Prominence given to care and cure of the sick by our Saviour—Every woman should know what to do in the case of illness—Simple remedies best—Fasting and perspiration—Evils of constipation—Modes of relieving it—Remedies for colds—Unwise to tempt the appetite of the sick—Suggestion for the sick-room—Ventilation—Needful articles—The room, bed, and person of the patient to be kept neat—Care to preserve animal warmth—The sick, the delicate, the aged—Food always to be carefully prepared and neatly served—Little modes of refreshment— Implicit obedience to the physician—Care in purchasing medicines— Exhibition of cheerfulness, gentleness, and sympathy—Knowledge and experience of mind—Lack of competent nurses—Failings of nurses— Sensitiveness of the sick—"Sisters of Charity," the reason why they are such excellent nurses—Illness in the family a providential opportunity of training children to love and usefulness.

XXVII.

ACCIDENTS AND ANTIDOTES.

Mode of treating cuts, wounds, severed arteries—Bad bruises to be bathed In hot water—Sprains treated with hot fomentation and rest—Burns cured by creosote, wood-soot, or flour—Drowning; most approved mode of treatment—Poisons and their antidotes—Soda, saleratus, potash, sulphuric or oxalic acid, lime or baryta, iodine or iodide of potassium, prussic acid, antimony, arsenic, lead, nitrate of silver, phosphorus, alcohol, tobacco, opium, strychnia—Bleeding at the lungs, stomach, throat, nose—Accidents from lightning— Stupefaction, from coal-gas or foul air—Fire—Fainting—Coolness and presence of mind.

XXVIII.

SEWING, CUTTING, AND MENDING.

Different kinds of Stitch—Overstitch—Hems—Tucks—Fells—Gores— Buttonholes—Whipping—Gathering—Darning—Basting—Sewing—Work- baskets—To make a frock—Patterns—Fitting—Lining—Thin Silks— Fitted and plain silks—Plaids—Stripes—Linen and Cotton—How to buy—Shirts—Chemises—Night-gowns—Under-skirts—Mending—Silk dresses—Broadcloth—Hose—Shoes, etc.—Bedding—Mattresses— Sheeting—Bed-linen.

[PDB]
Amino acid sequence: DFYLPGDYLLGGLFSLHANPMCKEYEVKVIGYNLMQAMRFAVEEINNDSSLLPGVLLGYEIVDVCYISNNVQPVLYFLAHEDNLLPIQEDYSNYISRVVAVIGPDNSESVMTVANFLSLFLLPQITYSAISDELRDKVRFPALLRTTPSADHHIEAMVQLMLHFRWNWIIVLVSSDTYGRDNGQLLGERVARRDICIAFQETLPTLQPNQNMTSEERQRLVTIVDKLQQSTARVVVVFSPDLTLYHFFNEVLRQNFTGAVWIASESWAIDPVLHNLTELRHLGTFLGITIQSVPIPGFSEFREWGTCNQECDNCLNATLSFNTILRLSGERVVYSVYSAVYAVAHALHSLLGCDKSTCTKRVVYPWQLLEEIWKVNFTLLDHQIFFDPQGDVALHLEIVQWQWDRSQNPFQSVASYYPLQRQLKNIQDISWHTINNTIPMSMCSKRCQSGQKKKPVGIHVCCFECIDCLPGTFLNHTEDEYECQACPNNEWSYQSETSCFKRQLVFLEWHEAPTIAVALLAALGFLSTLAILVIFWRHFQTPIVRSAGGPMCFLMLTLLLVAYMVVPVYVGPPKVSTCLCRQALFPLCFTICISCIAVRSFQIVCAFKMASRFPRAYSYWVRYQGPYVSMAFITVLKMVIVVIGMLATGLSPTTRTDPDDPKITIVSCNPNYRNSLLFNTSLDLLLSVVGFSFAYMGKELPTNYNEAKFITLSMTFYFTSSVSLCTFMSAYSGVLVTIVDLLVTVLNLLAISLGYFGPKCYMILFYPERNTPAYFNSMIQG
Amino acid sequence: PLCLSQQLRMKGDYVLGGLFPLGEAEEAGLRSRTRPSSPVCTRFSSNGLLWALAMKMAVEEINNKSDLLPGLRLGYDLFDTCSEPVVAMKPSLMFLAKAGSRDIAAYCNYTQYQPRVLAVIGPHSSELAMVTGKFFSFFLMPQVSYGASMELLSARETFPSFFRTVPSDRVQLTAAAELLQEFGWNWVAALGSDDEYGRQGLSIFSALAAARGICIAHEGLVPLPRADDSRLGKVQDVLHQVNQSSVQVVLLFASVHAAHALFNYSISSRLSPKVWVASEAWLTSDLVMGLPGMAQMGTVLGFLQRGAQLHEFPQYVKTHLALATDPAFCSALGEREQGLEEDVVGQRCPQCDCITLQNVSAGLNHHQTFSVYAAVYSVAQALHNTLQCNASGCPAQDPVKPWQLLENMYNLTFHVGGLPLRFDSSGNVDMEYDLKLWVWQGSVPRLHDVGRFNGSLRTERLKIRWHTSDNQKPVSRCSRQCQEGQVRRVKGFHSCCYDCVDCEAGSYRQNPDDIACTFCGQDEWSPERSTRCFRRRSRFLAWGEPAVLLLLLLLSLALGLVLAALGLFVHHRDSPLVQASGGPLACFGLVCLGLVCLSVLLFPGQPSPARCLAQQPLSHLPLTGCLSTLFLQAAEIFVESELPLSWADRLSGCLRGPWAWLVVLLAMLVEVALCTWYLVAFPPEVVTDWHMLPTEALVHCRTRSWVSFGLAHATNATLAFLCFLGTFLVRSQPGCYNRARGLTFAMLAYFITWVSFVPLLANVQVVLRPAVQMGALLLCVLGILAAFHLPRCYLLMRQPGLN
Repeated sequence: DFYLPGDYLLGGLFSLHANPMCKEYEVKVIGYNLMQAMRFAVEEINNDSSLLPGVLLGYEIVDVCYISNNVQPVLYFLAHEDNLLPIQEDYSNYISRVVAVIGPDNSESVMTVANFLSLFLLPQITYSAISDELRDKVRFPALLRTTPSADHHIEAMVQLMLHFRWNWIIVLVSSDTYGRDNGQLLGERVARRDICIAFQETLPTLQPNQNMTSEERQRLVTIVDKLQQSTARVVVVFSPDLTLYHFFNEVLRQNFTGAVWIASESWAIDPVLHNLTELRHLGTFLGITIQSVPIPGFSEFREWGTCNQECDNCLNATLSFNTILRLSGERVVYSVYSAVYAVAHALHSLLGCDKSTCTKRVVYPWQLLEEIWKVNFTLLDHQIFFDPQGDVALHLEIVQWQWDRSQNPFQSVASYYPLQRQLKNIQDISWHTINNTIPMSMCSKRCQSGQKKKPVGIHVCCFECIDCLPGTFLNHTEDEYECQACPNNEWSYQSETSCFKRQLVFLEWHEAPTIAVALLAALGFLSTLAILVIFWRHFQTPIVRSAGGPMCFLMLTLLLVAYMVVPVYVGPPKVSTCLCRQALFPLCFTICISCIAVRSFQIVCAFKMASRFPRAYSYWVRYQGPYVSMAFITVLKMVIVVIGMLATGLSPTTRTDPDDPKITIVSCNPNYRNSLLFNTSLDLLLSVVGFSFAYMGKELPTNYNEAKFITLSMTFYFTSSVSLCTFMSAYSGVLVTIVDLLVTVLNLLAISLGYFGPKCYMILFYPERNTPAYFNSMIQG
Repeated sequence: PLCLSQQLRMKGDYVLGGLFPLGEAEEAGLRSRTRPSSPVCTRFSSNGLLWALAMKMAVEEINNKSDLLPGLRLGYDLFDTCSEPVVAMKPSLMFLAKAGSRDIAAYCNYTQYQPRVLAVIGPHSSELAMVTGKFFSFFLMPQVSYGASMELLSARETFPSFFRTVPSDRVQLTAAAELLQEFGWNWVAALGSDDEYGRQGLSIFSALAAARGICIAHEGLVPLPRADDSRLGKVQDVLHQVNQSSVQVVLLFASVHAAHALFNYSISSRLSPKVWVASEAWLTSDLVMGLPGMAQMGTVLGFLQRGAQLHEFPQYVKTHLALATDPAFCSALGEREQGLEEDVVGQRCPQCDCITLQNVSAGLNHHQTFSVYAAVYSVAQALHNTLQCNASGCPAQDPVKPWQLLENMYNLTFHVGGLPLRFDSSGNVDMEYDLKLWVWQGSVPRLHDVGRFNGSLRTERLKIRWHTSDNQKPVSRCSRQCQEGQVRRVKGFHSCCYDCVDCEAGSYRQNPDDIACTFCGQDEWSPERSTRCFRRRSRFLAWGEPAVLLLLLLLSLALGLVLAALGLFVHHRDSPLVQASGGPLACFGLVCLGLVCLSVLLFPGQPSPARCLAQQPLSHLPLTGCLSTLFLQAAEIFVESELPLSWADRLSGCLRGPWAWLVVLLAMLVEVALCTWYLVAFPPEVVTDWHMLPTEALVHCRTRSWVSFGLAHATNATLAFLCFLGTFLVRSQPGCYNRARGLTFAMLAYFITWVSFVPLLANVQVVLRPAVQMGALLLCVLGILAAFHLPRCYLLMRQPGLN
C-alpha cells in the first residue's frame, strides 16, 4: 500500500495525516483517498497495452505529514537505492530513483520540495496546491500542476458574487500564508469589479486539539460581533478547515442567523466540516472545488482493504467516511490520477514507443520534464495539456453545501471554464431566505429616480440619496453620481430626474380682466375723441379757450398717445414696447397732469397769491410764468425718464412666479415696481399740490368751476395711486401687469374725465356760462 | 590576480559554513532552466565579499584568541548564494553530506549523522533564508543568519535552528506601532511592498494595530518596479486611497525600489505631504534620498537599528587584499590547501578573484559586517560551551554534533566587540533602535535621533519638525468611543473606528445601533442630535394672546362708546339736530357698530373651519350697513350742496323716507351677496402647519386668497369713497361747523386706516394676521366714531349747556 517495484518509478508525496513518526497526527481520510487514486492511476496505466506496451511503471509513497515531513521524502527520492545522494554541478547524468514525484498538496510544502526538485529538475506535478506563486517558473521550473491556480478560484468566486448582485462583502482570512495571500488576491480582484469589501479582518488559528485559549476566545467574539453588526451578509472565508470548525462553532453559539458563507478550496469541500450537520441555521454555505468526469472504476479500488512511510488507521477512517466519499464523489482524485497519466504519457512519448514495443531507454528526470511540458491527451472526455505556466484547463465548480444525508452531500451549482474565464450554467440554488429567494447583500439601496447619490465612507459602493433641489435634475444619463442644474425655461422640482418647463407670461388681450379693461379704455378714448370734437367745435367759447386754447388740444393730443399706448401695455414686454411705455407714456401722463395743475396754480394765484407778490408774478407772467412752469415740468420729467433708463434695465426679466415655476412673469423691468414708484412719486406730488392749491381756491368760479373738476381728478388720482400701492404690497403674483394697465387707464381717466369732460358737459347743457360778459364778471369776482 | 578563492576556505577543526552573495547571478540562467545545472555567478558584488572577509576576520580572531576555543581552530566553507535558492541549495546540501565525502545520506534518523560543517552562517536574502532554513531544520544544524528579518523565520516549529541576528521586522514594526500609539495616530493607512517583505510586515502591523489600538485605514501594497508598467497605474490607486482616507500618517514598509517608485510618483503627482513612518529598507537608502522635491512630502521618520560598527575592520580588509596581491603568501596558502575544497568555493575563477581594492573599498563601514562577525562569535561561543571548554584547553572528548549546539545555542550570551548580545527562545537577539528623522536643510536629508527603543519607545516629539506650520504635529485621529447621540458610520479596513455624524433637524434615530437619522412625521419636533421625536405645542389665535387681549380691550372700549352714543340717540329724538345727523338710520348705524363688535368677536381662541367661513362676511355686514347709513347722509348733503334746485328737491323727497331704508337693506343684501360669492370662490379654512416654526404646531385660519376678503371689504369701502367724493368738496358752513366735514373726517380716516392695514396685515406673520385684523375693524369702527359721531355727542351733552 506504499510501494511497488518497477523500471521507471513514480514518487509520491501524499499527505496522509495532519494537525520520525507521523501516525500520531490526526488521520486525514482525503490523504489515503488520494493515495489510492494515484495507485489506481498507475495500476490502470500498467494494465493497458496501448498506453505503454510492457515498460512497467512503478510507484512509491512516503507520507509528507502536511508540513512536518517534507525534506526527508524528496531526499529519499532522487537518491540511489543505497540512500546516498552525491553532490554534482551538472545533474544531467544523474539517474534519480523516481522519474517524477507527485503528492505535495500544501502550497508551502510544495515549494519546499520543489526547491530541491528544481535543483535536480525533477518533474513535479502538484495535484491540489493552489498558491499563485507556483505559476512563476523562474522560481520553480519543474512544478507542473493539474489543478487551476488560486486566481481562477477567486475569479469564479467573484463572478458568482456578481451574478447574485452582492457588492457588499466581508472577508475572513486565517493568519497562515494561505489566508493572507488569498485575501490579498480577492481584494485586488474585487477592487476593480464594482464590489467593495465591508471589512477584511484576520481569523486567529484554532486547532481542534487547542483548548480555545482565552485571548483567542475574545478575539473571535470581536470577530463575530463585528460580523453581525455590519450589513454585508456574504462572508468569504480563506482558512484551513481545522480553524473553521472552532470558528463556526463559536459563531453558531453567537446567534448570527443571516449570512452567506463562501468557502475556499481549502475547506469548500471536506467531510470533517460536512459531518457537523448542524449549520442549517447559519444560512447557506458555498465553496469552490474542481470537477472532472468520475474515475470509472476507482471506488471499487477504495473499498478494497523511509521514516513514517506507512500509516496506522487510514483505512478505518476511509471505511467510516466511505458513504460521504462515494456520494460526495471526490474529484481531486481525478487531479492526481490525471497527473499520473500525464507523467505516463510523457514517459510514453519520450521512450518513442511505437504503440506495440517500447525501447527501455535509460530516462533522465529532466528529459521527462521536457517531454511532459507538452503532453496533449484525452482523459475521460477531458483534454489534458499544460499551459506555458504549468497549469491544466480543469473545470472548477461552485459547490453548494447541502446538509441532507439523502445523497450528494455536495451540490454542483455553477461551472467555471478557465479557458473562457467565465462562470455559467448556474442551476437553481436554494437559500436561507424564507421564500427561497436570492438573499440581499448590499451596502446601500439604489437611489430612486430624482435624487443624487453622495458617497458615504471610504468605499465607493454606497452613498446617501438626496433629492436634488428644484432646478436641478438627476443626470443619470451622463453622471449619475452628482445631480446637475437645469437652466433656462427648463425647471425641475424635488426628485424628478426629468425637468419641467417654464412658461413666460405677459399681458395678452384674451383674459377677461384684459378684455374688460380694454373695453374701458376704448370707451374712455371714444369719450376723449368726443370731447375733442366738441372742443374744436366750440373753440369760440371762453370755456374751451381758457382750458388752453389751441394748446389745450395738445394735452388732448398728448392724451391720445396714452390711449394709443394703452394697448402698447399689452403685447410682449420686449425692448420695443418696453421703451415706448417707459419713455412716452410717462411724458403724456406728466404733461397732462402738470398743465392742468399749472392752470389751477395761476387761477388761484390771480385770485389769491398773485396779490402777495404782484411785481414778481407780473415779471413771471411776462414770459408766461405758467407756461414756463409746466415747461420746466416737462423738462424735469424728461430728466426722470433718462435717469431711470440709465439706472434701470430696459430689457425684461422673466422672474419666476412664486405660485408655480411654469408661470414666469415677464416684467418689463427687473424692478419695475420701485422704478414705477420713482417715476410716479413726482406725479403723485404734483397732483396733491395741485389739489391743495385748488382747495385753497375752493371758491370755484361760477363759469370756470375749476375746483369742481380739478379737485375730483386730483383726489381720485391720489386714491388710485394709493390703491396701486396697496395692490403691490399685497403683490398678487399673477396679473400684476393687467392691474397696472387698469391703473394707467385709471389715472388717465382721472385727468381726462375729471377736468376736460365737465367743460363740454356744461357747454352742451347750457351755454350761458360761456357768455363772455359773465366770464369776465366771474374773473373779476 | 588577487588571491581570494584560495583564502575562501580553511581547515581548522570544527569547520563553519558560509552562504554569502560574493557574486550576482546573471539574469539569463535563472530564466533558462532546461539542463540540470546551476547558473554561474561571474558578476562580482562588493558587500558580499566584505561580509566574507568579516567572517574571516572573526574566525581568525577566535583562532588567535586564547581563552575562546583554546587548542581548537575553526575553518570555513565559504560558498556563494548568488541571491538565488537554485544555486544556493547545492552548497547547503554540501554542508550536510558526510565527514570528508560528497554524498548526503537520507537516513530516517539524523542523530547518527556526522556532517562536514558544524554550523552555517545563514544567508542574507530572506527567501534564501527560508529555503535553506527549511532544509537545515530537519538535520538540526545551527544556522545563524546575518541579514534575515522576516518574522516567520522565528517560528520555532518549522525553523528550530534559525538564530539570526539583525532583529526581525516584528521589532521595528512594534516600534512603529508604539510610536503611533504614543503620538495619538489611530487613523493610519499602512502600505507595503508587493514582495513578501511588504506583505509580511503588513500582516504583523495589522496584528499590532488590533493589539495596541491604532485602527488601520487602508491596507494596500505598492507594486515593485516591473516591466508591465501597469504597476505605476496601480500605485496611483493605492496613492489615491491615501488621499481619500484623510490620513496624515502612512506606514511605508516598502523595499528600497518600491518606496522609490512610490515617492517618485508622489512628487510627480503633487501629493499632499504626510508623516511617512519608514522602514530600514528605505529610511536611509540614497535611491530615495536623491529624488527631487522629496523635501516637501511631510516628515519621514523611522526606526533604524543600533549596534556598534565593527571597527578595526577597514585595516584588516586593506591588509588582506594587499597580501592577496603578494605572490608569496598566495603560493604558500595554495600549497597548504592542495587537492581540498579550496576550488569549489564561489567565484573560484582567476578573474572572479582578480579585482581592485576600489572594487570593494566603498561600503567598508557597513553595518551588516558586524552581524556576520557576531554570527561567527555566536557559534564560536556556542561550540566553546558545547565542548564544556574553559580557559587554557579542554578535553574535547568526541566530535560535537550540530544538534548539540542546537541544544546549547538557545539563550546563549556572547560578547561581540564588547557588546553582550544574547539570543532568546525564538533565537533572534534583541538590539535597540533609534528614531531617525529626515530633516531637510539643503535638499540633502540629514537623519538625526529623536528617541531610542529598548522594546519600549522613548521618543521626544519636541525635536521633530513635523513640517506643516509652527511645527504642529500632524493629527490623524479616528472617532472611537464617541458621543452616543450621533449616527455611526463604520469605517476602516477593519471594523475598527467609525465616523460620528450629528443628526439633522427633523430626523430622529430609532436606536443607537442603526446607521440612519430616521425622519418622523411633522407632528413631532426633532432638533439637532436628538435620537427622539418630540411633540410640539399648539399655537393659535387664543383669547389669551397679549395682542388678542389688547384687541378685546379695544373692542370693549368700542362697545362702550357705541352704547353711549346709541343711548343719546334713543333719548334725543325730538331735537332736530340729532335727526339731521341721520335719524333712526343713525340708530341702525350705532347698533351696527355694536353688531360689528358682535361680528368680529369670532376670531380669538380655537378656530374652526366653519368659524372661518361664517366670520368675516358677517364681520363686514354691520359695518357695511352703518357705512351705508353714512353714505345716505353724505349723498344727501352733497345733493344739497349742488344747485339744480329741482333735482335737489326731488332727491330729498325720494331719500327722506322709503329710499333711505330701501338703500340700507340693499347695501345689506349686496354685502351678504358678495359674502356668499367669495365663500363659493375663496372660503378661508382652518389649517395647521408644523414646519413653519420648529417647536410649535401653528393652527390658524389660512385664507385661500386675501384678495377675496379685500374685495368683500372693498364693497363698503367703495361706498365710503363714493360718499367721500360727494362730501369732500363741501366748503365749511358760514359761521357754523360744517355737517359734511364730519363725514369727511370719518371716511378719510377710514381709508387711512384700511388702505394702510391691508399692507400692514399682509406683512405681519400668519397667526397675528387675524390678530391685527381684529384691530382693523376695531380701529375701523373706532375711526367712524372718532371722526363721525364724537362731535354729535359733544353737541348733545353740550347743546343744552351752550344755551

XXIX.

FIRES AND LIGHTS.

Wood fires—Shallow fireplaces—Utensils—The best wood for fires —How to measure a load—Splitting and piling—Ashes—Cleaning up— Stoves and grates—Ventilation—Moisture—Stove-pipe thimbles— Anthracite coal—Bituminous coal—Care to be used in erecting stoves and pipes—Lights—Poor economy to use bad light—Gas—Oil—Kerosene— Points to be considered: Steadiness, Color, Heat—Argand burners— Dangers of kerosene—Tests of its safety and light-giving qualities— Care of lamps—Utensils needed—Shades—Night-lamps—How to make candles—Moulded—Dipped—Rush-lights.

XXX.

THE CARE OF ROOMS.

Parlors—Cleansing—Furniture—Pictures—Hearths and jambs—Stains in marble—Carpets—Chambers and bedrooms—Ventilation—How to make a bed properly—Servants should have single beds and comfortable rooms—Kitchens—Light—Air—Cleanliness—How to make a cheap oil-cloth—The sink—Washing dishes—Kitchen furniture—Crockery— Ironware—Tinware—Basketware—Other articles—Closets—Cellars—Dryness and cleanliness imperative necessities—Store-rooms—Modes of destroying insects and vermin.

XXXI.

THE CARE OF YARDS AND GARDENS.